Useful inventions in the field of biotechnology have contributed significantly in recent years for the benefit of the humanity as many different technologies in chemistry and biology are being combined to develop new therapeutics (Bioventure on Global Health, (n.d.).). For example, advances in the recombinant DNA technology, study of the cell growth, gene therapy proteomics, and bioinformatics contribute to the development of proteins can provide cures for many chronicle and hereditary disease as Alzheimer disease (Bioventure on Global Health, (n.d.). These inventions are important for a country like India where there is widespread of these diseases. According to World Health Organization Special Programme for Research and Training in Tropical Diseases (WHO/TDR) neglected diseases are leishmaniasis, schistosomiasis, onchocerciasis, lymphatic filariasis, Chagas disease, malaria, leprosy, African trypanosomiasis, tuberculosis and dengue. It is further categorized into most neglected and neglected diseases.

Neglected diseases are considered to be the highest number of patients (Commission on Intelligent Property Rights, 2003). Three main neglected diseases, HIV, tuberculosis and malaria accounts for 40% of deaths caused by infectious diseases (Bioventure for Global Health, 2006).

India is burdened with a larger HIV/AIDS epidemic than any other country in the world. It accounts for almost 13 percent of the 40 million people living with HIV/AIDS globally and over 69 percent of the 7.4 million people living with HIV/AIDS in the Asia and Pacific region in 2003 (NACO report, 2003). At the same time investment for these drugs innovations is negligible (Chart:1), therefore availability through technology transfer from the multinational innovator companies are desired.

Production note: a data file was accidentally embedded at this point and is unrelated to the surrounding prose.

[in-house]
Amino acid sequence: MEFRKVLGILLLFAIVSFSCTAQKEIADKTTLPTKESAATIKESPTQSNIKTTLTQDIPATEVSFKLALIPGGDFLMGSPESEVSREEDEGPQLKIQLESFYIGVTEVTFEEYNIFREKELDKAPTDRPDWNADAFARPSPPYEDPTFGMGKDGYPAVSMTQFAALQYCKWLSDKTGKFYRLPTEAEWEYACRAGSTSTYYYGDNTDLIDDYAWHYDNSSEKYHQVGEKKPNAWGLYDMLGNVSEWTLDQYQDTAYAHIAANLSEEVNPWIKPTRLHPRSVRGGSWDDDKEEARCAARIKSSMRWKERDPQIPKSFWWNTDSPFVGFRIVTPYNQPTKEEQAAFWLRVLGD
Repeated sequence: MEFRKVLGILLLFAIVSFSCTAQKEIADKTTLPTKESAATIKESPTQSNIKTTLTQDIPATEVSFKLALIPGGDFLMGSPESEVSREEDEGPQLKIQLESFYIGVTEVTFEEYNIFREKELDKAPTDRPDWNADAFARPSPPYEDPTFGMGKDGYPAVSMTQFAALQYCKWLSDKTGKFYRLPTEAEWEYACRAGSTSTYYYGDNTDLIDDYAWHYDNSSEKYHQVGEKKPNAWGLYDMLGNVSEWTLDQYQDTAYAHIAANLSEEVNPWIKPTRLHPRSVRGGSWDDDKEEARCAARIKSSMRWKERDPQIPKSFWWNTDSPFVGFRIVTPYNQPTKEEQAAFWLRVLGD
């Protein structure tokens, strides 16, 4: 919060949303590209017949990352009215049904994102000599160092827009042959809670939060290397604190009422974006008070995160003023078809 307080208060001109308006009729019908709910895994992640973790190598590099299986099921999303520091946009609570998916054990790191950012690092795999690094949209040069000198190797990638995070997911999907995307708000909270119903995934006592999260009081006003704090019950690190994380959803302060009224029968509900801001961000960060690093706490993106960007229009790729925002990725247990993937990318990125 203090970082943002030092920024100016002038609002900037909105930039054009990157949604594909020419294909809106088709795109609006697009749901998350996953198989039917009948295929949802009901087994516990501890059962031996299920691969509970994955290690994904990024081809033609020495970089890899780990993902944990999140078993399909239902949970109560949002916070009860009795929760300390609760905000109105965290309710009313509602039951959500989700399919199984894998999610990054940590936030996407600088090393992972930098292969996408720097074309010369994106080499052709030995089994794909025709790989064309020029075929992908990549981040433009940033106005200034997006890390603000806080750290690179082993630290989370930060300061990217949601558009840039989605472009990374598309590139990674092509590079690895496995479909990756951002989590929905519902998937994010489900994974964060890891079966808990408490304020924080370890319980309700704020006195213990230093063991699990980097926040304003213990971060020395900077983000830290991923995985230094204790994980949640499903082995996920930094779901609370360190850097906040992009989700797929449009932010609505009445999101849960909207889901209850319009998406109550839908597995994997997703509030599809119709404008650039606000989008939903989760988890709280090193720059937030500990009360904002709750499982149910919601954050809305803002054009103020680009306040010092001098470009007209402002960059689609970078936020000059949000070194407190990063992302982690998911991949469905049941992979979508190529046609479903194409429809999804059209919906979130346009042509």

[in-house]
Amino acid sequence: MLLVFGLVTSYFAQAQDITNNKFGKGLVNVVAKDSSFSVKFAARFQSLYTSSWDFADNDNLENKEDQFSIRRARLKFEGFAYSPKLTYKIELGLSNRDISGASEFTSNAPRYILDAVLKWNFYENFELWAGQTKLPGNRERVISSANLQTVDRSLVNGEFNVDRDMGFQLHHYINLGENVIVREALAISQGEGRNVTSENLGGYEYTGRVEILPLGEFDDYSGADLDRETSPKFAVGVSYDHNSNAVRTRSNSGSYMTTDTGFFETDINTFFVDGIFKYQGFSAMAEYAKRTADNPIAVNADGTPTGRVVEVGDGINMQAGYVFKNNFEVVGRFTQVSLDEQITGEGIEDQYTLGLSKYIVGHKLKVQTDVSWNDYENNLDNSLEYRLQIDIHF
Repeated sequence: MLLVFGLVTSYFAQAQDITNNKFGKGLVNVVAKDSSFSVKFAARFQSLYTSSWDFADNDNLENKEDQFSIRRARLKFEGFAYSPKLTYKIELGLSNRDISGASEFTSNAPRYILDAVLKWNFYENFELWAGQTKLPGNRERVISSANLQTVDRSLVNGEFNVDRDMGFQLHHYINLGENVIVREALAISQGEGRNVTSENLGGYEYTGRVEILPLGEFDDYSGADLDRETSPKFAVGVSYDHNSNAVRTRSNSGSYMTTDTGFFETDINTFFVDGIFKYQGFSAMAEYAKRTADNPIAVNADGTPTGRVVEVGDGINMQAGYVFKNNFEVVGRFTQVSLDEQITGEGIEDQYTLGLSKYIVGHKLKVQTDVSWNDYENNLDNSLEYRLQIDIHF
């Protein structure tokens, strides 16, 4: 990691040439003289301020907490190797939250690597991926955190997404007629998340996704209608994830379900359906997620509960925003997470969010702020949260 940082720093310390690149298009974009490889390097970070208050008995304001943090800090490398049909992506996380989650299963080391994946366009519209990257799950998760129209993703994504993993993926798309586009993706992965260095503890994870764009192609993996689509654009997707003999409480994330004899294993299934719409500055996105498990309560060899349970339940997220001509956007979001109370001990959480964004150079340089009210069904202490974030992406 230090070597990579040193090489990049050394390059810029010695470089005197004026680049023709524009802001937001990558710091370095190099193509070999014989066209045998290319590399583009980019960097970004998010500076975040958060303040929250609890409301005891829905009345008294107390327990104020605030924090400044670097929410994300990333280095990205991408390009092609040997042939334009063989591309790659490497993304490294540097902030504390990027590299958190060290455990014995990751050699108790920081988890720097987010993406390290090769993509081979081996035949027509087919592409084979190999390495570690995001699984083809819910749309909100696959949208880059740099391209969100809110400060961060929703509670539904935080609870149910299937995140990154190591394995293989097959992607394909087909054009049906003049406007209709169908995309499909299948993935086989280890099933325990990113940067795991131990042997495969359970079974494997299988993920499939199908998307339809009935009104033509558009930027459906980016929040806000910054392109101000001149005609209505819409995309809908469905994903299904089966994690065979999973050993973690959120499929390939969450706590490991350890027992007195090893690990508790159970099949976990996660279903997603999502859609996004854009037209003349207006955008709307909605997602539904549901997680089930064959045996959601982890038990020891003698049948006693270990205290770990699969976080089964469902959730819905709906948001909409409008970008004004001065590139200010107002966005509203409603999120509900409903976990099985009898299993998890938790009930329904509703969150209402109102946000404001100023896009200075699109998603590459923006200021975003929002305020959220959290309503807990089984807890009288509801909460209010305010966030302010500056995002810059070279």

Higher patent standards and data exclusivity provisions have been advocated on the ground that the same will contribute to greater transfer of technology which will lead to greater innovation in India (R. Rashmi, 2007). In the absence of such provisions they are reluctant in introducing new drugs in India. In biotechnology sector, discovery of entirely new drug takes years and costs million of dollars, where as the copy of the same can be manufactured in very little time and in fraction of the money spend in the discovery of new drugs. In biotech innovation only 22 percent of drugs that enter clinical trials eventually receive FDA approval (Masi, Hansen, & Grabowski, 2003). Also, it costs about $400 million, on an average, in out-of-pocket expenses to develop a new drug (Masi, Hansen, & Grabowski, 2003). Also in the absence of such, modern medicine which reaches barely 30% of India’s own population and there is no coverage for over 600 million people (Pharma, 2001). Thus, in order to recoup the high and rising costs of biotech R&D, inventors need to capture enough of the economic returns to make their investment worthwhile through stronger patent protection. As patents grant an exclusive right to exploit a specific product or process for a set period of time, which protects new products from competitors, and enable exclusive right to market. Harding’s metaphor of tragedy of commons has been used as a powerful justification for privatizing common property (Hardin, 1968) and the stronger patent protection is seen as crucial for the commercial success for the biopharmaceutical companies as they sustain the large and risky R&D expenditure needed for the product innovation (Lall, 2003). It also enables them to recoup the significant investments they have made in developing and discovering the new products and processes and bringing them to the market. Further, patent protection enables companies to generate sufficient income to support future research and develop new products. Patents, therefore, are the lynchpins of the biopharmaceutical industry (Parker, 2001). Thus, from the private interest point of view, patents are important as a reward to the innovator to stimulate private investment for research and development, which leads to economic growth.